Modern Developments of Art Therapy

Art Therapy Today

The progression of art therapy was a long and sometimes slow-moving process.  In 1973, Mary Lee Hodnett wrote an article about the potential of art therapy as a profession.  According to Hodnett (1973) art therapy at the time still lacked many characteristics of a true profession and the key to achieving professionalism was research. Since that time, art and psychology have intermingled to create a successful profession.


Today art therapy is a popular and growing field of treatment.  Many people believe art therapy is so successful because it enables a person to externalize their feelings without using their words (Hustson, 2007).  Using art as therapy has gained considerable respect from professionals in many different therapeutic settings.  Art therapy is very popular when treating children who have been abused and when treating veterans.  Additionally, there are now art therapy programs to help grieving people who have recently suffered the loss of a loved one or another tragedy.  One such program is the Rita Project (Hutson, 2007).

The Rita Project

The Rita Project was started in 2001 by Kimberly Ann Strouse after she lost her sister to suicide.  According to Strouse, she found art to be an extremely helpful tool for grieving because it helps those who have trouble putting their feelings into words (Hustson, 2007).  The Project has also helped at risk teens who need extra support (Serina, 2012).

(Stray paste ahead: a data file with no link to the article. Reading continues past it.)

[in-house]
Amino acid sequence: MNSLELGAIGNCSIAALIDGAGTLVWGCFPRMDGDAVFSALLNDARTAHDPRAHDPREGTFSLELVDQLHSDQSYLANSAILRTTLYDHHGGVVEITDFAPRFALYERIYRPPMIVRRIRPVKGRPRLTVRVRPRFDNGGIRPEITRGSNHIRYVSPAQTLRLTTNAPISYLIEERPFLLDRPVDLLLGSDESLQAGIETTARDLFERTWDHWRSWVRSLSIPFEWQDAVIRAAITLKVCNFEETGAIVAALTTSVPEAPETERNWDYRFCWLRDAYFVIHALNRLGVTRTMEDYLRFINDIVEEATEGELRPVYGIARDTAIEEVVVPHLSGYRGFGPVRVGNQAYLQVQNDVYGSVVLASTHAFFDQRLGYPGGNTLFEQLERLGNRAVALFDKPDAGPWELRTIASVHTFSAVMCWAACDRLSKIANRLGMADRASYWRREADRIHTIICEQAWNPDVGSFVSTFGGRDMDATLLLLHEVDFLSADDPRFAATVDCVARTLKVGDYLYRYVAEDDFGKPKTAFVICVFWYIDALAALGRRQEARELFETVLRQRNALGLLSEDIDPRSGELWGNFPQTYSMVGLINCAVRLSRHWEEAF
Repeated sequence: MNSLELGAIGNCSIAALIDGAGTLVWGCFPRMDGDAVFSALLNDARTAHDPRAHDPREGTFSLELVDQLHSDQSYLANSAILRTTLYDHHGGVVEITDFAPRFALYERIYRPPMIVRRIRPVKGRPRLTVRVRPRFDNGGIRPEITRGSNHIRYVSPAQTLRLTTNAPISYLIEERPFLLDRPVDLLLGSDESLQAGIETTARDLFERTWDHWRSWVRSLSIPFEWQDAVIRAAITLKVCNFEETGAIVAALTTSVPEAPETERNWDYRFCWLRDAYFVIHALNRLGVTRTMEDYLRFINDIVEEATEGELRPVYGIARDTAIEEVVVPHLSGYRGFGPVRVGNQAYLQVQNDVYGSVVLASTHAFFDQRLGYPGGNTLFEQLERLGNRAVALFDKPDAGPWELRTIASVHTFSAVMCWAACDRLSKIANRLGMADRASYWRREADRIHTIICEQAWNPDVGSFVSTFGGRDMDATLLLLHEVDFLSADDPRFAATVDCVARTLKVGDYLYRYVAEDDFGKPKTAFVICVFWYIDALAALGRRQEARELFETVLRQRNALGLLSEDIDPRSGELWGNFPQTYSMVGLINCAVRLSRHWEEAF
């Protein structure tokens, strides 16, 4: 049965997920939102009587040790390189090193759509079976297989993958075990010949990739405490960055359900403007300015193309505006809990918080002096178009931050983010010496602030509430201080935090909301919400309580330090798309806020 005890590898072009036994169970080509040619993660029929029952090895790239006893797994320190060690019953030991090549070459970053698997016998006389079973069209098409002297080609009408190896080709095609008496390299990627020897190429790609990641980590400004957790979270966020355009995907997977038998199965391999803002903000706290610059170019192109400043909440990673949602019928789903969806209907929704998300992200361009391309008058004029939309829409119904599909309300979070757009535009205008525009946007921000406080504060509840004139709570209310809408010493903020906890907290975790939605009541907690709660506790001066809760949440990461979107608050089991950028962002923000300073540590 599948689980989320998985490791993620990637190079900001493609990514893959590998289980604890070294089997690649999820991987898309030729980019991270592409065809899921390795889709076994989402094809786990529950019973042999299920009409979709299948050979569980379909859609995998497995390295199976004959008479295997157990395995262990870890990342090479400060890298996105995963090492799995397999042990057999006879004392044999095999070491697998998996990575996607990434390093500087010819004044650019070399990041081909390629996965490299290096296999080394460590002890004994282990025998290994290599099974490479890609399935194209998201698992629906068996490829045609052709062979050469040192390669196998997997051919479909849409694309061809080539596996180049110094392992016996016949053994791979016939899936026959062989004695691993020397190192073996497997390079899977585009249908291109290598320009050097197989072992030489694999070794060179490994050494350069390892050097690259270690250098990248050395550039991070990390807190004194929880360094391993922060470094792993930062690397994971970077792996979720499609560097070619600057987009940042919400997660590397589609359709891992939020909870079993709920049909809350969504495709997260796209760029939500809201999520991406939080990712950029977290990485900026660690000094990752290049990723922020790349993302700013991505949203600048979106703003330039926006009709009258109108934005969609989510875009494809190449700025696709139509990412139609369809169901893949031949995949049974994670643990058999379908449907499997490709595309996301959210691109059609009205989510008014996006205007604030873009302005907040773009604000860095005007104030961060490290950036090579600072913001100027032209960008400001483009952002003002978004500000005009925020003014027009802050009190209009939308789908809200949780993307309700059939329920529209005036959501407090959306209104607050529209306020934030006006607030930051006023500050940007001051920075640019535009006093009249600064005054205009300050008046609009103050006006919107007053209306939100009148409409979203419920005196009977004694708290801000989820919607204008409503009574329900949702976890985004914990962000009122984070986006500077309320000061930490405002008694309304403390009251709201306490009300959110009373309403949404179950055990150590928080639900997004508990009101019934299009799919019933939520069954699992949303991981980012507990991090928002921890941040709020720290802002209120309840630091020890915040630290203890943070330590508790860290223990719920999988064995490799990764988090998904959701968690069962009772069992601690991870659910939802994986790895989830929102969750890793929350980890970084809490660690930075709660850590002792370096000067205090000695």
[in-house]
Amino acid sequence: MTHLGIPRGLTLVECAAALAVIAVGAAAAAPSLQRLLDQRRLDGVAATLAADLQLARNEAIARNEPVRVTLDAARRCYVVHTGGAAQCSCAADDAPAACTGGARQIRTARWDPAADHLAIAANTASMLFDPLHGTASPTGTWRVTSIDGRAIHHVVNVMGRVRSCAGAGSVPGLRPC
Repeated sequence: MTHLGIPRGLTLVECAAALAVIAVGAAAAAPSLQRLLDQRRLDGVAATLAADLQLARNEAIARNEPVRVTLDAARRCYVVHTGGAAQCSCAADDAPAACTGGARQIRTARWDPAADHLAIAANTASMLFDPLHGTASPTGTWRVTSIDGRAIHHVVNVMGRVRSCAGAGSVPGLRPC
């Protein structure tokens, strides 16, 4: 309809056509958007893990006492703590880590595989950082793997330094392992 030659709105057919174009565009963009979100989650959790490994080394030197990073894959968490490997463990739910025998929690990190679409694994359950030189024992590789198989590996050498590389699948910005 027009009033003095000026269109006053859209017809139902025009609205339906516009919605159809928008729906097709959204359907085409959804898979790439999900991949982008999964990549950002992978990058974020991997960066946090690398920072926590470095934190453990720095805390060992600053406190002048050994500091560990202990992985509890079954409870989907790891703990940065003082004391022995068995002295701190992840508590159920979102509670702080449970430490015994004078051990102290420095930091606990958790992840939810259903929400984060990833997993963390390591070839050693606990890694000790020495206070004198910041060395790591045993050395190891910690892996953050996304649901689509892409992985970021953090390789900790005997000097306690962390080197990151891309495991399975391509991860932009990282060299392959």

Technological Advances in Art Therapy

Art Therapy is a popular and effective treatment for many disorders.  There is also much research that has been done in order to enhance the effectiveness of art therapy through improvements in techniques.  There is a possibility that as technology becomes more and more important to society art therapists will need to integrate technology with their therapeutic approaches (Orr, 2006).  However, there is much debate about the effects that advances in technology may have on the treatment process.  One art therapist, Brian Austin, discusses the debate between choosing to use or not to use technology in art therapy.  According to Austin (2009) art therapists are already experiencing emotional and psychological issues that are the result of technology in younger clients.  Austin does maintain that, if used correctly, technological advances could positively influence art therapy.  In the future, for example, art therapy may be more successful if humans can integrate images from a computer screen with their minds (Austin, 2009).  Such developments may be many years away.  In the mean time, the debate about the importance of technology in art therapy continues.



Austin, B. (2009).  Renewing the Debate: Digital Technology in Art Therapy and the Creative Process.  Art Therapy: Journal of the American Art Therapy Association, 26 (2), 83-85.

Hutson, M. (2007, May 1).  Art Therapy: The Healing Arts.  Psychology Today.  Retrieved from

Orr, P. (2006).  Technology Training for Future Art Therapists: Is There a Need? Art Therapy: Journal of the American Art Therapy Association, 23(4), 191-196.


By: Shayna Moreland


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